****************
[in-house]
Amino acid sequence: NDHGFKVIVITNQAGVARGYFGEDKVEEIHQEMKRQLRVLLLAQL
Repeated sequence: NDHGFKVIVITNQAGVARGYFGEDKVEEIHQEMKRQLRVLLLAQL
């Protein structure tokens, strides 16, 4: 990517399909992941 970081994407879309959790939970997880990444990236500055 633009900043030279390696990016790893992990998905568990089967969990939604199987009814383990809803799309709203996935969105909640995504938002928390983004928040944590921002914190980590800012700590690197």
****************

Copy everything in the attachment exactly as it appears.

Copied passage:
[in-house]
Amino acid sequence: NDHGFKVIVITNQAGVARGYFGEDKVEEIHQEMKRQLRVLLLAQL
Repeated sequence: NDHGFKVIVITNQAGVARGYFGEDKVEEIHQEMKRQLRVLLLAQL
């Protein structure tokens, strides 16, 4: 990517399909992941 970081994407879309959790939970997880990444990236500055 633009900043030279390696990016790893992990998905568990089967969990939604199987009814383990809803799309709203996935969105909640995504938002928390983004928040944590921002914190980590800012700590690197």